• In a case that sparked widespread criticism from digital rights groups, police arrested Swedish programmer and internet activist Ola Bini in Quito on April 11. He spent two months in jail, and remained under investigation for his alleged involvement in illegal hacking, although concrete evidence about his supposed crimes was not made public (see C3).
  • In April, Ecuador decided to revoke Julian Assange’s asylum in its London embassy. The government accused the Wikileaks founder of using the embassy as a “center for spying.” In March, Wikileaks tweeted a link to an anonymous site dubbed the “INA Papers,” which leaked private photos of Moreno and documents related to offshore accounts under the name of Moreno’s brother (see C3).

A Obstacles to Access

While Ecuador has promoted digital literacy across the country, geographical and socioeconomic gaps in internet access persisted during the coverage period. Reforms to the Organic Communication Law, ratified in February 2019, eliminated the country’s politicized media regulator.

A1 1.00-6.00 pts0-6 pts
Do infrastructural limitations restrict access to the internet or the speed and quality of internet connections? 4.004 6.006

Access in Ecuador has steadily increased thanks to government campaigns to improve internet access across the country.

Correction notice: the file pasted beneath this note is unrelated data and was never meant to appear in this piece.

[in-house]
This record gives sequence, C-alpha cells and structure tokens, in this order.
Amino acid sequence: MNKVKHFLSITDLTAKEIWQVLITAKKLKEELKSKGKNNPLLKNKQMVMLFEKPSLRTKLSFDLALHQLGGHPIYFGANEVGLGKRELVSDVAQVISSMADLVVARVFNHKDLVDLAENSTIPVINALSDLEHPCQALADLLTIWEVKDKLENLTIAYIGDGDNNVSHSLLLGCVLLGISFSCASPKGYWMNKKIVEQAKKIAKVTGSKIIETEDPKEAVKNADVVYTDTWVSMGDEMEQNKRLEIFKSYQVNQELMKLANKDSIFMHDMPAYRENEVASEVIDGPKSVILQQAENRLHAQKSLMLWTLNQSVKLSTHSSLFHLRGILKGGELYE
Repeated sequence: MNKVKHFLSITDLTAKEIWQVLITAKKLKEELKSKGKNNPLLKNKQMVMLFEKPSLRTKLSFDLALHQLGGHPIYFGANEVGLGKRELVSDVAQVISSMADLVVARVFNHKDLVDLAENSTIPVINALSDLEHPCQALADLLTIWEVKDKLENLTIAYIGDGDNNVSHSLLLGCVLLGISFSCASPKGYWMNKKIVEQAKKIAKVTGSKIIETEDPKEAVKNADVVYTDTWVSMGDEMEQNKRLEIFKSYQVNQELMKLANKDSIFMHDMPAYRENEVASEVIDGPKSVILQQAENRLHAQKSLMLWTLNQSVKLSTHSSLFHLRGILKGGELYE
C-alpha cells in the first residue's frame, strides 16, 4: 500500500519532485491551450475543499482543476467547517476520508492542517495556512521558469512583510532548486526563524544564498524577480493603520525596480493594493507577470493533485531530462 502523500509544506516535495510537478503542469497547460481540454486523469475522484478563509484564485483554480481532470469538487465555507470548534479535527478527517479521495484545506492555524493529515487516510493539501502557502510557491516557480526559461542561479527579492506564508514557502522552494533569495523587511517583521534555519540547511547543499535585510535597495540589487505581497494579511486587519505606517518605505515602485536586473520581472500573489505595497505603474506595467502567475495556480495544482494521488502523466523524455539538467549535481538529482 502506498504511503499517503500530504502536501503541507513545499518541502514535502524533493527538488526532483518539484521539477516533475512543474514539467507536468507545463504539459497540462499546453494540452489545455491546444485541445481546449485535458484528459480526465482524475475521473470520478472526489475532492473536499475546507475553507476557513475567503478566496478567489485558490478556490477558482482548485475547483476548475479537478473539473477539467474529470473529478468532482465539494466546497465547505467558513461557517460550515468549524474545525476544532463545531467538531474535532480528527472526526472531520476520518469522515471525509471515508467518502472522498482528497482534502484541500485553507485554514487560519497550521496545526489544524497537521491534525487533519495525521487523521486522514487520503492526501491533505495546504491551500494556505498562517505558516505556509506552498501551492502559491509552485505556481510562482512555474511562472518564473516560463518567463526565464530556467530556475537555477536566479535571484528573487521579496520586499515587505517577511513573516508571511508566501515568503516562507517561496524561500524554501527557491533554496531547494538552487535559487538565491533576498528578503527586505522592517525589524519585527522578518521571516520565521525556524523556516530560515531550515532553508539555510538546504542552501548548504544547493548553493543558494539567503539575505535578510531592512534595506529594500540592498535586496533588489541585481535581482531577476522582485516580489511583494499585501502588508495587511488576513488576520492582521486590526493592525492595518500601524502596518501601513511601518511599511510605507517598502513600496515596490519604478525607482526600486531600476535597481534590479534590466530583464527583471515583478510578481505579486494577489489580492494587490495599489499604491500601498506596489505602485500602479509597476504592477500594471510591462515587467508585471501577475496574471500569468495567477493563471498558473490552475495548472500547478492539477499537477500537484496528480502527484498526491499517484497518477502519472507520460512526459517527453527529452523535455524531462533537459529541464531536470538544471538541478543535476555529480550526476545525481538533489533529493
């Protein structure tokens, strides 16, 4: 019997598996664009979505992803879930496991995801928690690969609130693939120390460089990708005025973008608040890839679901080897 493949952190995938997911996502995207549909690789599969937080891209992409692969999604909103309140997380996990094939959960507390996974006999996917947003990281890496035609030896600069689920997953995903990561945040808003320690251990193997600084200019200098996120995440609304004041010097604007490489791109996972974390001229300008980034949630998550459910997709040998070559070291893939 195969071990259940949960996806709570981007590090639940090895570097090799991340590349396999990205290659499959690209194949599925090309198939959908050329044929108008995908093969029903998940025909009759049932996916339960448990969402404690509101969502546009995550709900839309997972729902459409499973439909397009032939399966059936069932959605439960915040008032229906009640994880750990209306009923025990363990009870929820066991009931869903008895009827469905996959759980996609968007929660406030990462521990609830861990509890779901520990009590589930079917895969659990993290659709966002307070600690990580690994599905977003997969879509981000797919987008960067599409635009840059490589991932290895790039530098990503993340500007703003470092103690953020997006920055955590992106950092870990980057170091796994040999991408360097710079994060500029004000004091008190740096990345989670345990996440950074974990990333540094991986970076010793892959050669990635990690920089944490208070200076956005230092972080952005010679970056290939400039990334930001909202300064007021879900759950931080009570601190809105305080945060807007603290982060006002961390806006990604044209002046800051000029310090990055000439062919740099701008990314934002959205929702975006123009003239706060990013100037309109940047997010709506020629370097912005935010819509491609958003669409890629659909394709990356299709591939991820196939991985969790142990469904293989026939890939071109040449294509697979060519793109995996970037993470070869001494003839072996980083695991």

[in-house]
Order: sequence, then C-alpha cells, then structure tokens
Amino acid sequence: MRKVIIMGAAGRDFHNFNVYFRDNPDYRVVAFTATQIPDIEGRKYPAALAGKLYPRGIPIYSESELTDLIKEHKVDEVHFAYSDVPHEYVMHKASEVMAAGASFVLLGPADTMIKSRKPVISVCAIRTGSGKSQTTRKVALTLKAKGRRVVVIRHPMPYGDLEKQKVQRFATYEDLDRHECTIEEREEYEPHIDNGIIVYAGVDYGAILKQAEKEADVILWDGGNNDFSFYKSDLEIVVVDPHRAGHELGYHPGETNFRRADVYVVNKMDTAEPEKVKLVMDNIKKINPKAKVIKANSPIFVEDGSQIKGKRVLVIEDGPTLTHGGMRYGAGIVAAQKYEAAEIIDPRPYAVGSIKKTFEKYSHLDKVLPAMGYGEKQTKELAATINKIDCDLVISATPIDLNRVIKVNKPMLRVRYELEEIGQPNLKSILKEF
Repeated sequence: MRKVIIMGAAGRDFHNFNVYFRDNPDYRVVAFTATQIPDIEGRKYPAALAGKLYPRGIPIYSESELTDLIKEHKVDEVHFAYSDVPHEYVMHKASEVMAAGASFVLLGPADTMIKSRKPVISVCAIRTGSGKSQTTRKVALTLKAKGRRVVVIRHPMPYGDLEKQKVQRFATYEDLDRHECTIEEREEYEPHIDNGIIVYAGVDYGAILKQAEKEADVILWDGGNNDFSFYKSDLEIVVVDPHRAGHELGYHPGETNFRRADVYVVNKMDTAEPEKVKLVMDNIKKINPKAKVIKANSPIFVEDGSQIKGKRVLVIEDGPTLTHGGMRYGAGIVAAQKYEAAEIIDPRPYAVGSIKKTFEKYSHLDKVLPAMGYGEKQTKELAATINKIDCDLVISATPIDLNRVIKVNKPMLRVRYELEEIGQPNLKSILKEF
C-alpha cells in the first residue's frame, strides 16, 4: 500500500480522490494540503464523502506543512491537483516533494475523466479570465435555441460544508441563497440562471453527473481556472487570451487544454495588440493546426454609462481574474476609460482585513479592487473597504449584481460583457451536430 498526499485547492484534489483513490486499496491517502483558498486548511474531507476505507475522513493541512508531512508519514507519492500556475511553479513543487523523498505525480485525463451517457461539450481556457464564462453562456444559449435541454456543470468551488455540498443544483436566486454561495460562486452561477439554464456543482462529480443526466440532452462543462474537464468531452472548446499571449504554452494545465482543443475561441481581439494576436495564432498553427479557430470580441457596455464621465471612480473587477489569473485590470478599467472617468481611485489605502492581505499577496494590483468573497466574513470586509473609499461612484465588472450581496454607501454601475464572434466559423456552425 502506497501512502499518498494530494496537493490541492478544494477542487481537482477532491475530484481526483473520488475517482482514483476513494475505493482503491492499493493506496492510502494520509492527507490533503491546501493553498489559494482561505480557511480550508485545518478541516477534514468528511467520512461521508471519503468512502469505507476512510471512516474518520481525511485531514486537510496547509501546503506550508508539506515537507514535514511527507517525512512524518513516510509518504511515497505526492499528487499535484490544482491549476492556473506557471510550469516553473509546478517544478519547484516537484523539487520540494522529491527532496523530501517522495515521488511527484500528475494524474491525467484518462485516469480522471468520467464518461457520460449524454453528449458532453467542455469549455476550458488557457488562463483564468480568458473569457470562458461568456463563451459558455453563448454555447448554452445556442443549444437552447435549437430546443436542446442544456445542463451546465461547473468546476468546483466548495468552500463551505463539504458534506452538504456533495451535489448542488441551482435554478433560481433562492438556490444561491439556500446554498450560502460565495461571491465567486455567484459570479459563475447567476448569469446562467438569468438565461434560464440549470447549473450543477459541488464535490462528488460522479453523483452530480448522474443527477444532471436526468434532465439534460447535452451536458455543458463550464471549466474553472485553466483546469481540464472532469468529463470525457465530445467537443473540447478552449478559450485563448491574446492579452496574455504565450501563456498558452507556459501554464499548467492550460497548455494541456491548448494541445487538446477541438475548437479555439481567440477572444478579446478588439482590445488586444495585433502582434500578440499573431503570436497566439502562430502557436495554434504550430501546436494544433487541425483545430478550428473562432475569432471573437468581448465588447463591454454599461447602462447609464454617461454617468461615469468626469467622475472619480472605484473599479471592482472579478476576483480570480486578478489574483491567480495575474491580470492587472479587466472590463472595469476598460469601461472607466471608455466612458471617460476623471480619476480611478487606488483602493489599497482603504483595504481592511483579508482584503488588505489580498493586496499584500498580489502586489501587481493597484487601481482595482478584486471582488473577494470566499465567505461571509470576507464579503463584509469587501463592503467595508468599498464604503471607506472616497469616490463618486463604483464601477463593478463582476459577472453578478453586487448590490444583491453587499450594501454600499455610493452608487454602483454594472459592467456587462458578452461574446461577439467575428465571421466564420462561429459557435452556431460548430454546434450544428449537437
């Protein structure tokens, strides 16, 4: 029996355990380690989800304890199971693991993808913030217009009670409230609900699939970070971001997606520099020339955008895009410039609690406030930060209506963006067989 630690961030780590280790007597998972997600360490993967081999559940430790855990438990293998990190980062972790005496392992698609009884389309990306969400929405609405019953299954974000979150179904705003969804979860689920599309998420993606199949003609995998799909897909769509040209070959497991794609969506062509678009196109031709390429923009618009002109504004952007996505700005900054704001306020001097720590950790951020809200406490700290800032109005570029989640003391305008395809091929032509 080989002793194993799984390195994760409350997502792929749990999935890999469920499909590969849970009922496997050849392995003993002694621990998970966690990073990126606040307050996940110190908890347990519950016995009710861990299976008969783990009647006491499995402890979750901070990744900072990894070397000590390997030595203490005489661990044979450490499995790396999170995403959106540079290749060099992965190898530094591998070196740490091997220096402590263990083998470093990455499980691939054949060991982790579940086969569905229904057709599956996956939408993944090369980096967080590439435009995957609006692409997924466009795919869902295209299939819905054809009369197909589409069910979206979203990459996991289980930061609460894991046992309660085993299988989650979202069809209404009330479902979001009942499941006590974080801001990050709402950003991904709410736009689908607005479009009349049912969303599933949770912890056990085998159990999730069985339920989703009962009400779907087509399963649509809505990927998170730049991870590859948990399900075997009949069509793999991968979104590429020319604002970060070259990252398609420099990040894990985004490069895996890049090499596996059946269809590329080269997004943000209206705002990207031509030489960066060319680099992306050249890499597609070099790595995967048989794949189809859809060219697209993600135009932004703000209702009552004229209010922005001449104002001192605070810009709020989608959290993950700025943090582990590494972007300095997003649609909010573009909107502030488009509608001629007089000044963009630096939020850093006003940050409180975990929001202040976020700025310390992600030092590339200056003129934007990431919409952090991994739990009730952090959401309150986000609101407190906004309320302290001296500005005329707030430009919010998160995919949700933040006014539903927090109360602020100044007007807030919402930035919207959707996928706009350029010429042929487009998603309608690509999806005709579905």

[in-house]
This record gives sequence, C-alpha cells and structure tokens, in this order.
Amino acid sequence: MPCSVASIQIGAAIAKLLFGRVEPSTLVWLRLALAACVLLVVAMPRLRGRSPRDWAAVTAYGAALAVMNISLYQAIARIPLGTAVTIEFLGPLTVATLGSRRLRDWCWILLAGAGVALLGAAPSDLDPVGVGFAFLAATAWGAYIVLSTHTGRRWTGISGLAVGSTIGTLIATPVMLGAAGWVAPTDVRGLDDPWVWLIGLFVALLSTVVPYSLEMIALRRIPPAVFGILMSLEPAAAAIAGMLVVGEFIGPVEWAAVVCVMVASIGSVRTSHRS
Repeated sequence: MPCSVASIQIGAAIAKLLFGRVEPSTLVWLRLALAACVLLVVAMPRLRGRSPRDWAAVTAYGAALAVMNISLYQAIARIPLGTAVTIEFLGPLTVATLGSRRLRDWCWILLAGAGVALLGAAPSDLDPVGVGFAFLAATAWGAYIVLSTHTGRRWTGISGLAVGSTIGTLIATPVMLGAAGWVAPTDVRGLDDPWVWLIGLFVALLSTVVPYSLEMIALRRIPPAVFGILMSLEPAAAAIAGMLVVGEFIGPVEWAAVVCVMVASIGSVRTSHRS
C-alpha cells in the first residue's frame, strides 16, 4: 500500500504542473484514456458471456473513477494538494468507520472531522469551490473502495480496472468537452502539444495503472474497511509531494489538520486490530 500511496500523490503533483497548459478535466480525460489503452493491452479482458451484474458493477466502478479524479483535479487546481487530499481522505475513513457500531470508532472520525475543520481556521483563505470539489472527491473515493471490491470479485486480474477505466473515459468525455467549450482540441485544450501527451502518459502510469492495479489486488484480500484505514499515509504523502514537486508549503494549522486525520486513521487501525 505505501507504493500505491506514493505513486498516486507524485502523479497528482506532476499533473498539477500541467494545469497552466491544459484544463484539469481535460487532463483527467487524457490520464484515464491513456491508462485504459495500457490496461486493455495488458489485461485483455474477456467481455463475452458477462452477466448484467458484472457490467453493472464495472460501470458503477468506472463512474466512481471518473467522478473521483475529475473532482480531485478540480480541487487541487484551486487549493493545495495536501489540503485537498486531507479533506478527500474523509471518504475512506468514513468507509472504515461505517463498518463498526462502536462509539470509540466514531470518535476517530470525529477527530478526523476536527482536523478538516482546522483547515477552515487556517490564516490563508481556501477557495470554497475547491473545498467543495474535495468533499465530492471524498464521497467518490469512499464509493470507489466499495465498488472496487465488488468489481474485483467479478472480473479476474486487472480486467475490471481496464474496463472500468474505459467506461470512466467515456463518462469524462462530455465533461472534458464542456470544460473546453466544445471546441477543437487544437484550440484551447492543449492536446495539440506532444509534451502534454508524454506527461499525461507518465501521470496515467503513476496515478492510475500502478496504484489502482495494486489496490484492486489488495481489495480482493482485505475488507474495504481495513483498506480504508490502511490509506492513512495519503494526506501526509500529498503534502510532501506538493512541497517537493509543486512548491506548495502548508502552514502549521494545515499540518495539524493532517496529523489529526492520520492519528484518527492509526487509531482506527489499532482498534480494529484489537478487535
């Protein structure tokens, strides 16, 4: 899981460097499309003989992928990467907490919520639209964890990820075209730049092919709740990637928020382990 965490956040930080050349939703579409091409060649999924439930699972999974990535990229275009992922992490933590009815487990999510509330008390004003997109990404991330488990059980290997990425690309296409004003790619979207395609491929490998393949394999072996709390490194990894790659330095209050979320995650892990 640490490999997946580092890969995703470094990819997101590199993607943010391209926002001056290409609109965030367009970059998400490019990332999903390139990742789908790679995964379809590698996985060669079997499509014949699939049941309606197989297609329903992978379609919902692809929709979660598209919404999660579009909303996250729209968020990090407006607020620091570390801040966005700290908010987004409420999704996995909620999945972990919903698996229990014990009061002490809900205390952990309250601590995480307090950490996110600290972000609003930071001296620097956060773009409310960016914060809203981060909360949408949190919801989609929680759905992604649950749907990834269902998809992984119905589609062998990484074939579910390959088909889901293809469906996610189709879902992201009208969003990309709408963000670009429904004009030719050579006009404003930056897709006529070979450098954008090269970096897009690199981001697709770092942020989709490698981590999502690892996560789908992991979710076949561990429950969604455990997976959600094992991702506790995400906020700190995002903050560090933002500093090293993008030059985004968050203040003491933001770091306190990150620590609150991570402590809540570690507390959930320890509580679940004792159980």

Official figures show that some 58.3 percent of people used the internet in 2017.1 However, Ecuador’s fixed broadband penetration ranked relatively low compared to other Latin American countries, at around 11 percent in 2018.2 Six percent of Ecuadorian cantons lack optical fiber to connect to the internet, phone services, and digital television.3 According to Speedtest Global Index, the average download speed for fixed broadband in March 2019 was 16.21 Mbps, and the average upload speed was 13.45 Mbps.4

Meanwhile, mobile internet penetration reached 54.88 percent by the end of 2018.5 The quality of service has improved and become more readily available with the expansion of 4G technology. Government data shows that the number of active lines using 4G technology (LTE and HSPA) increased from almost 3.2 million by the end of 2016 to more than 8 million by July 2018.6